The Post’s Abby Phillip explores some of the questions Democrats are facing after Hillary Clinton’s defeat against Donald Trump in the presidential election. (Bastien Inzaurralde/The Washington Post)

By Election Day, ambitious Democrats had already resigned themselves to an eight-year wait for their chance in the national spotlight. Hillary Clinton was an overwhelming favorite against Donald Trump and, assuming she won, running a primary challenge against her in four years would be a fool’s errand.

Then Clinton lost.

Although this most stunning upset in modern presidential history has produced (and will produce) a thousand aftershocks, one of the most unlikely and important is that the Democratic presidential nomination in 2020 is now open.

That opening is made all the more remarkable by the fact that there is simply no logical heir (or even heirs) to President Obama or Clinton — no obvious candidate waiting in the wings to step forward and rebuild the party. Vice President Biden appears to have decided that he is done running for office. As a two-time loser, Clinton is done, too. And after that, the bench is, well, pretty thin.

Politics, of course, abhors a vacuum. So candidates will run. Here is a look at who they might be:

Sen. Cory Booker: Booker has been a national figure since the mid-2000s, when he was elected mayor of Newark. His résumé — football at Stanford University, a Rhodes scholarship — is impressive, and many Democrats see the young (he’s 47), charismatic, African American U.S. senator from New Jersey as the second coming of Obama. But the campaign that Booker ran for the Senate in 2013 was more competitive than it should have been largely because of his shaky performance. He may start the 2020 race as the front-runner, but he still has lots of questions that need answering.

Sen. Kirsten Gillibrand: Gillibrand may be the most logical heir to Clinton in the 2020 field, but it remains to be seen whether that is a good thing. When Obama chose Clinton to be secretary of state, Gillibrand was appointed to her Senate seat in New York and then won two subsequent elections to hold the seat, thanks to rock-star-level fundraising. Gillibrand, according to the New York Post, is already feeling out some of Clinton’s major donors about what comes next for the party. At 49, Gillibrand is one of a handful of women primed to be the next generation of female leaders for Democrats.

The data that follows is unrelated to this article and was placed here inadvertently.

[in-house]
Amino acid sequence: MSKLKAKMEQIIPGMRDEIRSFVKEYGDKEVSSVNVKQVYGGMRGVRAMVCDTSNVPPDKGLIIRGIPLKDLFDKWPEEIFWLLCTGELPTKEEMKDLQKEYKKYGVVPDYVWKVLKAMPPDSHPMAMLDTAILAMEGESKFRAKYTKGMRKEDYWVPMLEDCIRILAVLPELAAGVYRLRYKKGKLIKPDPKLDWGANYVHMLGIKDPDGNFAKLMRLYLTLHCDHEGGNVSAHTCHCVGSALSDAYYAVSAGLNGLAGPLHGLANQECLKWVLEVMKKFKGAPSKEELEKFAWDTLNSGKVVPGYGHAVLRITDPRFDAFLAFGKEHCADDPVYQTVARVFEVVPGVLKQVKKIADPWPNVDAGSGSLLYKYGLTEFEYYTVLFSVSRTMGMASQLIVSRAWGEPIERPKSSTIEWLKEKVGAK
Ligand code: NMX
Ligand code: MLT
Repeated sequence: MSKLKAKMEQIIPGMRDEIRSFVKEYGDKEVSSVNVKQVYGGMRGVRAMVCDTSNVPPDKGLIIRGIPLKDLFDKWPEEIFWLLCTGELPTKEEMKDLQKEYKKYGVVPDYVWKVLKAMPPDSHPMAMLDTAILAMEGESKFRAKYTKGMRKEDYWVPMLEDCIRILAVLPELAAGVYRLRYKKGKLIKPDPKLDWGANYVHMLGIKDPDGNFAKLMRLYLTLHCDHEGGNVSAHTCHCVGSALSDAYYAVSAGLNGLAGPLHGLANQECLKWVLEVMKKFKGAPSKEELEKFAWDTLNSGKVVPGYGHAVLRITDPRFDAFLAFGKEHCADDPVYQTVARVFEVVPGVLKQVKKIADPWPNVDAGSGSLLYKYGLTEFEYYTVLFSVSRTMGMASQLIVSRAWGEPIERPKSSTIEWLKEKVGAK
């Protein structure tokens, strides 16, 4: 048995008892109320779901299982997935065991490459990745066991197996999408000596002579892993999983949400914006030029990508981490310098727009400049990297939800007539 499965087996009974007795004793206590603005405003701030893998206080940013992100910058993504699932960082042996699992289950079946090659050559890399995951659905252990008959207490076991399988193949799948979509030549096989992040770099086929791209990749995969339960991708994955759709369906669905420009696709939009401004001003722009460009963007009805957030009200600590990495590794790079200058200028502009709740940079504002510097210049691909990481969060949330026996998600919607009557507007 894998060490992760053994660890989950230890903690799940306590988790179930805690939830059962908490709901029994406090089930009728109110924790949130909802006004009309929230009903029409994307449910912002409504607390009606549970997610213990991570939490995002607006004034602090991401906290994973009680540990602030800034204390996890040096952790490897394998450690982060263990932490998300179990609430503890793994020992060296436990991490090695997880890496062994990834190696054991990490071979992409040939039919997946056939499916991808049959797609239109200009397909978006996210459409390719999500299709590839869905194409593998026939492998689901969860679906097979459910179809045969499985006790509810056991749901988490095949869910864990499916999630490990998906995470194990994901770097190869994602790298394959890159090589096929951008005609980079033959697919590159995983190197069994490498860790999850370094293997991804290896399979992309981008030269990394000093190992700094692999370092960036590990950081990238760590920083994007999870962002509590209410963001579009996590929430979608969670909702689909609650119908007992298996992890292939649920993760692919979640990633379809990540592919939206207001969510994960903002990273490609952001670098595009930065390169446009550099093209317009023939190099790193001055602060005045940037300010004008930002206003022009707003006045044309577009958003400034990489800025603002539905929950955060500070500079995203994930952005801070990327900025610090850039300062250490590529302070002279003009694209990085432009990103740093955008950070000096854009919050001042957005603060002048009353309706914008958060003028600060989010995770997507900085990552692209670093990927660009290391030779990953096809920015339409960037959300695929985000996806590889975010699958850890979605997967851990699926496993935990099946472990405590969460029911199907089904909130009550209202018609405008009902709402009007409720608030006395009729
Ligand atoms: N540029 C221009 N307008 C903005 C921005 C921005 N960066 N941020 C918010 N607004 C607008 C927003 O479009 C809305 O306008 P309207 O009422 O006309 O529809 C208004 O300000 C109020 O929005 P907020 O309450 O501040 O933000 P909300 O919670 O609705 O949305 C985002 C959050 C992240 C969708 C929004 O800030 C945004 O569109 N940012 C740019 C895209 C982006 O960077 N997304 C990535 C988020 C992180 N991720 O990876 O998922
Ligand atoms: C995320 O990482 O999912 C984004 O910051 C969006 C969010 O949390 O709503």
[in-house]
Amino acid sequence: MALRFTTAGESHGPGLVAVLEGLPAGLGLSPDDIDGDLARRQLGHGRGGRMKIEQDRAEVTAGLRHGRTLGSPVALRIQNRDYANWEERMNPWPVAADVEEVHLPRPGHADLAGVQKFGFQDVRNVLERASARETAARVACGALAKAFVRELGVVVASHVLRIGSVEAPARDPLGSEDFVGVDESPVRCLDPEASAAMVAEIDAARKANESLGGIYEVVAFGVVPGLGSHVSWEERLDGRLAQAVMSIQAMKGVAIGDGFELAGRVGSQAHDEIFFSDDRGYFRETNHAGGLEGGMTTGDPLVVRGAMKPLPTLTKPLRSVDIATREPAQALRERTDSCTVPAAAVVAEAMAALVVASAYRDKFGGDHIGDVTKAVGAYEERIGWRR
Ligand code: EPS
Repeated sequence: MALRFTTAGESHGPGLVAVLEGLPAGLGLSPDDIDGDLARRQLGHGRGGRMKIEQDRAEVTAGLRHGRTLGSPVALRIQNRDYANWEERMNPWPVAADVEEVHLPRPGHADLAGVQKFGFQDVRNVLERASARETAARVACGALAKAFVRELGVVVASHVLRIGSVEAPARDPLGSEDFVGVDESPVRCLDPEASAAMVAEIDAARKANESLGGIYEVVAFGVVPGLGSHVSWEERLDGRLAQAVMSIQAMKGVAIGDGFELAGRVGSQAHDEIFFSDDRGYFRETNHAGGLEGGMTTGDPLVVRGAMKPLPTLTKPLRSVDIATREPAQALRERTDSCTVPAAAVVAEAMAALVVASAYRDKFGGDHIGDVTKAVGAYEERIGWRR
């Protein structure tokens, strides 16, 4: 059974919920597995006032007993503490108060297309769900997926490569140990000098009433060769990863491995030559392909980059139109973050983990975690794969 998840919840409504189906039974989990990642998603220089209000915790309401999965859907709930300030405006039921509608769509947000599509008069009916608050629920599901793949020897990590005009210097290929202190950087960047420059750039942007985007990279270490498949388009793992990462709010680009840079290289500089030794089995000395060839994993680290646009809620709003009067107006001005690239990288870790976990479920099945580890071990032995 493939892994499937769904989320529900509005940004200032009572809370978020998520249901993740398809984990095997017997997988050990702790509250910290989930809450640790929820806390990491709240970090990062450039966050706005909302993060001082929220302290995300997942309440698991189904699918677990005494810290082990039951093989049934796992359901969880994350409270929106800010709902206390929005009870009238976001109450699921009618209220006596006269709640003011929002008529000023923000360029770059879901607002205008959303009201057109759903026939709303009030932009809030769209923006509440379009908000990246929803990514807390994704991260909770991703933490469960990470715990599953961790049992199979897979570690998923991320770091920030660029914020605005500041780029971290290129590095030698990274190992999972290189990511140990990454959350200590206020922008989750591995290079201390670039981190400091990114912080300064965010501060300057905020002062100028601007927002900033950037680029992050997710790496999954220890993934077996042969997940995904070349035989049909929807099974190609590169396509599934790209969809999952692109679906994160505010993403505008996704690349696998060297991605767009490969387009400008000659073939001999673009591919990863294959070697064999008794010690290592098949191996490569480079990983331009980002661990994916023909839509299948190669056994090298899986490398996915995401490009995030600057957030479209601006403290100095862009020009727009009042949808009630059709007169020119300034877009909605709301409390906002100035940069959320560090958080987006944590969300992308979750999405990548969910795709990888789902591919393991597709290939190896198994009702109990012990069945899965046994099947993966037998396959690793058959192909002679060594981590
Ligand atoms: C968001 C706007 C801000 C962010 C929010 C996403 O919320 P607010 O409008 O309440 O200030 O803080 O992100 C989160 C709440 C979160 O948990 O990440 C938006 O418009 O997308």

Sen.-elect Kamala Harris: Harris will not officially become a U.S. senator from California for more than a month, but she is already regarded as national-candidate material in four years. It is not hard to see why. She is the first African American woman elected to the Senate since Carol Moseley Braun in 1992. Harris also represents the largest and most Democratic state in the country, a huge financial launchpad to a presidential bid. (Through mid-October, Harris had raised more than $13 million for her Senate candidacy.) Her law-and-order background — she was elected and reelected attorney general in California — also will appeal to many Democrats. Whether Harris wants to — or will be ready to — run for national office so soon after being elected to the Senate remains to be seen.

Gov. John Hickenlooper: The Colorado governor was almost Clinton’s vice-presidential pick this time around. And in a field filled with Washington types, the governor of a swing state in the West could have real appeal. Hickenlooper also has a terrific life story — a Denver brewery owner who became mayor and governor — and a down-home demeanor that screams, “I am not a politician.” Hickenlooper’s biggest problem as a candidate may be that he is viewed as too moderate for the current Democratic Party. But some governor (Missouri’s Jay Nixon? Delaware’s Jack Markell?) will run for president, and, at the moment, Hickenlooper seems first among equals for that role.

Sen. Amy Klobuchar: Like Gillibrand, Klobuchar is an accomplished and ambitious senator who cuts the sort of profile that should put her in the mix for 2020. Unlike Gillibrand, however, Klobuchar represents Minnesota — not exactly a fundraising hotbed for a national candidate. But she has a very interesting legislative background — she worked with Rep. John Kline (R-Minn.) on ensuring veterans got the leave benefits they were promised before deploying, and she is a leading voice on adoption in the Senate.

First lady Michelle Obama: Let’s say this first: The soon-to-be-former first lady has never run for elected office and, to date, has shown absolutely no interest in doing so. But let’s also say this: She gave the two best political speeches of the past two years — the first at the Democratic National Convention in July, the second in New Hampshire in the fall, an emotional condemnation of Trump’s America. Obama has one thing — with the possible exception of Booker — that the rest of the people on this list lack: true star power. She would start the race not only totally known by base Democrats but also absolutely beloved. The issue for Obama is that being a candidate in your own right is very different from being a surrogate for a candidate.